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The Dreamliner has LEDs every two rows built into the seats. They're not demonstrated because they're pretty obvious when they're on, you couldn't really miss them.
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Old 10th Jul 2014, 21:12
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The MEL Question :
From the top of my head for my aircraft type:
floor path exit lights:
1) no two adjacent lights can be broken
2) the light next to the emergency exits MUST work
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Old 10th Jul 2014, 22:48
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We used strips that stored energy during the daytime and glowed in the dark. i loved them, low maintenance. The downside was that on a long night flight there were time limitations and sometimes the cabin lights would be required on to ensure a charge. Emergency lighting is not very bright in the event of power loss and a dark and possibly smoky cabin the illumination is more than sufficient.
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Old 15th Jul 2014, 12:16
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Smile

...it's stated that in the event of an evacuation guide lights will illuminate on the floor...
and the (important bit left out): ...and guide you to an exit.

But the bit that puzzles me is how exactly will they guide you to an exit. I must be stupid because all I think they will do is show you where the aisle is. So as you approach the lights, say on your hands and knees in darkness, in thick acrid smoke, your exit will be either to the left or the right. Errmm... And that's the bit left out.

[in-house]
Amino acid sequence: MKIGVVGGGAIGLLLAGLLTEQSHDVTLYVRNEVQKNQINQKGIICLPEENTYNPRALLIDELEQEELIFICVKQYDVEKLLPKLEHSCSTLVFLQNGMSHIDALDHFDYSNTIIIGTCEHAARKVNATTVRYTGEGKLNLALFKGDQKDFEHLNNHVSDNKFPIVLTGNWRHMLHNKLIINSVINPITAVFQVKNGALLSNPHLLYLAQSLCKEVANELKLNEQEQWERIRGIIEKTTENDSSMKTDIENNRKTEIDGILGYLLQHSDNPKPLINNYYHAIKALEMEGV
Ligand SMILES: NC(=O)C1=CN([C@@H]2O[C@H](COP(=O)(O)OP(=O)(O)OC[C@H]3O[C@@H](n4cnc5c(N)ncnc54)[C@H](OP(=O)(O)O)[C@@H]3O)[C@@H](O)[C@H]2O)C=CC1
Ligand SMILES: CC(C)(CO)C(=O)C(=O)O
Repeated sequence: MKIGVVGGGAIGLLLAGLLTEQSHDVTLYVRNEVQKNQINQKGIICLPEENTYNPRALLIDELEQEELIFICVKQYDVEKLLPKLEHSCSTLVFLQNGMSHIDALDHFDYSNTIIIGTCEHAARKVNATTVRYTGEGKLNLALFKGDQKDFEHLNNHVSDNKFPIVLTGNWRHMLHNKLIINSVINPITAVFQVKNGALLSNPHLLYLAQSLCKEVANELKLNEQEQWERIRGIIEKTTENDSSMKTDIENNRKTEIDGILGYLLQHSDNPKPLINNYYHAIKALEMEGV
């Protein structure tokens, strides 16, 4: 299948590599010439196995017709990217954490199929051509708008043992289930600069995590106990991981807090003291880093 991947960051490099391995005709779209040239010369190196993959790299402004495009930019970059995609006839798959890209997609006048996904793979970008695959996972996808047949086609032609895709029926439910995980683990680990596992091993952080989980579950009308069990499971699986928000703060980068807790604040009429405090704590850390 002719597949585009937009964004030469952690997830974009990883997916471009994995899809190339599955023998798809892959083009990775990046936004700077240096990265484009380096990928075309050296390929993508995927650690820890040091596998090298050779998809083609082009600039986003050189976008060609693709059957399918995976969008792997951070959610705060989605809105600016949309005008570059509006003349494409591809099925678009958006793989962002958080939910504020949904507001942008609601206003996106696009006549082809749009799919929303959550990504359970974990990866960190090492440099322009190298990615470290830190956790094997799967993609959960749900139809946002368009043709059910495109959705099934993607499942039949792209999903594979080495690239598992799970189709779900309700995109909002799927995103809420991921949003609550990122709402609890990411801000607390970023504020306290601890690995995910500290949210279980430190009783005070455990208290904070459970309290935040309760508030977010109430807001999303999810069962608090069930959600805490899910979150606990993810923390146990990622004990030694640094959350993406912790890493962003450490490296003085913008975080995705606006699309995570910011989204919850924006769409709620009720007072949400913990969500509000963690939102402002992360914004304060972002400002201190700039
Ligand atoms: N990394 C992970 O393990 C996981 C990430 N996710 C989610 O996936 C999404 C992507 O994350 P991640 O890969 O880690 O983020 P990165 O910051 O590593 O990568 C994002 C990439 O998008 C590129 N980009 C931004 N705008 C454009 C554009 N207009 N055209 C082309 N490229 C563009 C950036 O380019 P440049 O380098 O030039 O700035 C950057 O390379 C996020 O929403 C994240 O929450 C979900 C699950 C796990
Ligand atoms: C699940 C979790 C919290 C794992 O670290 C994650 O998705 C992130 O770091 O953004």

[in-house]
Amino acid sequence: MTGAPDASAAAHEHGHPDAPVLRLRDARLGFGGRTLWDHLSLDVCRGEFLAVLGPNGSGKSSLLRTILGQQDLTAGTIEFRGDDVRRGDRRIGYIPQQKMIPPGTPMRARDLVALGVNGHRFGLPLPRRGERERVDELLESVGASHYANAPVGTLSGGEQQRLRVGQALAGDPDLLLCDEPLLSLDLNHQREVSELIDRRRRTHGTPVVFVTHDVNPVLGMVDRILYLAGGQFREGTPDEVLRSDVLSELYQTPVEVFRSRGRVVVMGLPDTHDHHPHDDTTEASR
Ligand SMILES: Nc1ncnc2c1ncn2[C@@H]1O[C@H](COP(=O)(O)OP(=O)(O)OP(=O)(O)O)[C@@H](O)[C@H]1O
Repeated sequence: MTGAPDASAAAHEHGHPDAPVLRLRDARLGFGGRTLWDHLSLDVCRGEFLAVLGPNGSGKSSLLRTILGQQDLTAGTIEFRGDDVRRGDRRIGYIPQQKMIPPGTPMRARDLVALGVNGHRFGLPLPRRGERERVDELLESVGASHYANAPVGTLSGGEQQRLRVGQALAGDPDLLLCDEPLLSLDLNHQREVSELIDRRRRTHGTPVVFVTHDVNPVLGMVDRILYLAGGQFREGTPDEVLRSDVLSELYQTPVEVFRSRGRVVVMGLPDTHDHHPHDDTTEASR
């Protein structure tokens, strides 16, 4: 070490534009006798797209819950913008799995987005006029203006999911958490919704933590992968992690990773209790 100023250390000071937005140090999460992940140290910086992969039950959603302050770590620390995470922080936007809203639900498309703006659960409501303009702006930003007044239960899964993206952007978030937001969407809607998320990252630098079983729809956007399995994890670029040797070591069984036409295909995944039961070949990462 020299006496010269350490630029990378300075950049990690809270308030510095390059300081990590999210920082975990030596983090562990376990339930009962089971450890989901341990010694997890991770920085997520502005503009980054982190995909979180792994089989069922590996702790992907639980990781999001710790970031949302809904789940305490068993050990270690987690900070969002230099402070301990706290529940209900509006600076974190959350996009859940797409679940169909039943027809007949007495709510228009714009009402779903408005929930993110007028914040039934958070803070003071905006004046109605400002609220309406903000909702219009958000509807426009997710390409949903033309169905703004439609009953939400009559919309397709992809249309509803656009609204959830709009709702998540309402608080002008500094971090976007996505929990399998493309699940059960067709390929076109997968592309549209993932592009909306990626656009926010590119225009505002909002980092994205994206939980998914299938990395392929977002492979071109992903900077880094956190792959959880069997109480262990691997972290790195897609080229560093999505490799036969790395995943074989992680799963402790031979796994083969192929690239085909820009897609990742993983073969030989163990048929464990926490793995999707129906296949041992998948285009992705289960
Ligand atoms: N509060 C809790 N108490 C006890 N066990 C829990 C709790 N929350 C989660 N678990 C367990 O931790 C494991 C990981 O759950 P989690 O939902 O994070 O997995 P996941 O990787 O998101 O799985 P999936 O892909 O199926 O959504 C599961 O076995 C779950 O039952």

Returning to the initial post, you will see them if you fly at night after the cabin lights are dimmed/turned off before departure/landing.
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Old 16th Jul 2014, 17:11
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nowadays they don't as they are run on an independent battery system and it runs the battery down
The cabin crew would have to call the cockpit to switch ON the emergency lights for your display demo.
The switch will have been selected to ARM and the emergency lights will come ON after a massive power failure..
Batteries are re-chargeable and should last 20-30 mintues so a quick demo will not kill the system.
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Old 16th Jul 2014, 17:23
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MEL

1) no two adjacent lights can be broken
Always a hard one so the lights normally have four lamps inside each light unit.
Is a light broken when one filament fails or when the total assy has failed??

2) the light next to the emergency exits MUST work
Same again, four lamps will be fitted inside the light and lens will be amber or red in colour for the exit.